A new law expected to protect trucking companies from lawsuits but potentially leave individual truckers exposed has advanced through committee this week.
The Senate Transportation Committee voted to advance House Bill 19 on Wednesday morning, May 12th in Texas.
The bill would add limits to lawsuits involving commercial vehicles, and theoretically lower insurance costs, but here’s the catch: It’s focus is on protecting large trucking companies, not protecting truckers.
Supporters of the bill argue that the loose laws governing the extent of litigation against trucking companies are inspiring the massive lawsuits, as the plaintiff sees an opportunity to squeeze money out of a successful trucking company. Supporters of the bill believe that lawsuits against trucking in general would decrease with the passing of this bill.
“I am frightened and alarmed at the commercial vehicle litigation environment in Texas,” said Luann Wagner, CEO of Texas Auto Carriers in San Antonio, told the committee. “We are in an industry that is being unfairly targeted by excessive and abusive litigation.”
“No consumer wants to litigate. It’s our last resort,” said Bay Scoggin, director of the Texas Public Interest Research Group, to KSAT 12 News. “But we have to have the incentive to correct such that those commercial vehicle companies will take their own steps to protect consumers from crashes.”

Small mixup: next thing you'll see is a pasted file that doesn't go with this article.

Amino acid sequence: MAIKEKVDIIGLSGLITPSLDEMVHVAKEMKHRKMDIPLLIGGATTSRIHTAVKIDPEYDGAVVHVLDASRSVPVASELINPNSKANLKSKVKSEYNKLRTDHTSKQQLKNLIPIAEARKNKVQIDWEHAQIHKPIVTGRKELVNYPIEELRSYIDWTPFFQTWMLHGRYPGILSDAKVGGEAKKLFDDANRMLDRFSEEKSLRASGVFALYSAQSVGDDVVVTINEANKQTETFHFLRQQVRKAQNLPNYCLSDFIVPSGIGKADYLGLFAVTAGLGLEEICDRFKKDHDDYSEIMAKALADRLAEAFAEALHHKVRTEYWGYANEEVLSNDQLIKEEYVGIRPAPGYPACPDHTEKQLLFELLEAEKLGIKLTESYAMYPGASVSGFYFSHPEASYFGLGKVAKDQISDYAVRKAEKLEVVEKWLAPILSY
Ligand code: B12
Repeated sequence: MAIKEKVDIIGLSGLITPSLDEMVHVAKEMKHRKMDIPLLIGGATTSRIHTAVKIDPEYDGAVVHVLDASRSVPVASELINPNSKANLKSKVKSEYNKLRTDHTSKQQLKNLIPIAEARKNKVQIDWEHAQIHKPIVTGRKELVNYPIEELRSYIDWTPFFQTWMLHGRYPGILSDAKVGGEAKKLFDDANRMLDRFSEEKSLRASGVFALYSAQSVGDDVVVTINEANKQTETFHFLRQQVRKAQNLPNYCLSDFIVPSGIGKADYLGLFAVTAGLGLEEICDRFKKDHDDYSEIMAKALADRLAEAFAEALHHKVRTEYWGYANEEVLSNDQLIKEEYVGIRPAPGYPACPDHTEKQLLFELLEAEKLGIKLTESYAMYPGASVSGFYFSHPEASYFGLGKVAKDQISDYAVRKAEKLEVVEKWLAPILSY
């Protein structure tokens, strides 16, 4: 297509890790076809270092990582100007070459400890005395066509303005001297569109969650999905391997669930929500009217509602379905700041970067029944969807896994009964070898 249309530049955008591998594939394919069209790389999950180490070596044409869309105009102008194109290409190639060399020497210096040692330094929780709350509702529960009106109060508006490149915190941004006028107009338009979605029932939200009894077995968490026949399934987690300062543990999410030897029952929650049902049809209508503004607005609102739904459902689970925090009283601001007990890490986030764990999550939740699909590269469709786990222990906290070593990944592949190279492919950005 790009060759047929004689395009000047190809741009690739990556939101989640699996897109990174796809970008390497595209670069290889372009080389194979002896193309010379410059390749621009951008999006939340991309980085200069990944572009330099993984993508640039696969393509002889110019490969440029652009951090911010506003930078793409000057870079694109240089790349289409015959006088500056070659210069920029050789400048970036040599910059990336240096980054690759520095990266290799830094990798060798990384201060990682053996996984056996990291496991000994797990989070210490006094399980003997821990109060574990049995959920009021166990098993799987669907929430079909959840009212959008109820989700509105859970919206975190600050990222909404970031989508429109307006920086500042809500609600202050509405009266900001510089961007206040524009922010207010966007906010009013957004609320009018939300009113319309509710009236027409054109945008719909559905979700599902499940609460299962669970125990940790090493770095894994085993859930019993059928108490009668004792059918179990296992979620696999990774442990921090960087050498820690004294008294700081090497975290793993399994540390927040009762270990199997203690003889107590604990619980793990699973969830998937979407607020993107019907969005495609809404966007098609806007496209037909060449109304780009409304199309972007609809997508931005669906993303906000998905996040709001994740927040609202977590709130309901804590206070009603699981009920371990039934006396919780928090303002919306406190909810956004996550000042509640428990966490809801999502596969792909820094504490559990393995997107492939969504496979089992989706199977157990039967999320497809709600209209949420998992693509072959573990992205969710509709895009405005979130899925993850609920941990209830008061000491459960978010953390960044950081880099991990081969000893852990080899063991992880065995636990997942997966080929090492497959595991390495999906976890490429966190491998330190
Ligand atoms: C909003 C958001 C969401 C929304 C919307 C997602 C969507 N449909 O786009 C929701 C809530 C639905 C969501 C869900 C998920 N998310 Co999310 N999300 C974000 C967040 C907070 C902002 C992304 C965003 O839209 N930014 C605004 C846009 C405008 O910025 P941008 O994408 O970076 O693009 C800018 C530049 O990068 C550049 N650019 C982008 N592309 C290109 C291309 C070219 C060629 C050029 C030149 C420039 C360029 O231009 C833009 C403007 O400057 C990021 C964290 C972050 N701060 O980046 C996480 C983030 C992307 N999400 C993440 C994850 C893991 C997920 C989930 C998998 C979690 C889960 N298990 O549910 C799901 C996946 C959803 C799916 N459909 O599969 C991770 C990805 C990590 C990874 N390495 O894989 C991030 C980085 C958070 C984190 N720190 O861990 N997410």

If passed, the legislation will require trials to be split in a way similar to criminal trials in Texas – the company would have to be found negligent in a crash before the case could proceed to the second phase. Additionally, a company’s safety record could only be brought up in the second phase, where punitive damages would also be decided.
“This is not an us against them. It’s about what’s fair,” said John Esparza, president of the Texas Trucking Association. “I would want my kids and my wife to have the same access to the court and fair trial as what we’re advocating for.”
Committee members voted to send an amended version of House Bill 19 to the Senate floor. The differences in legislation will need to be ironed out before final votes will be counted in both chambers. If the bill is indeed signed by the governor, it will apply to lawsuits filed after September 1st.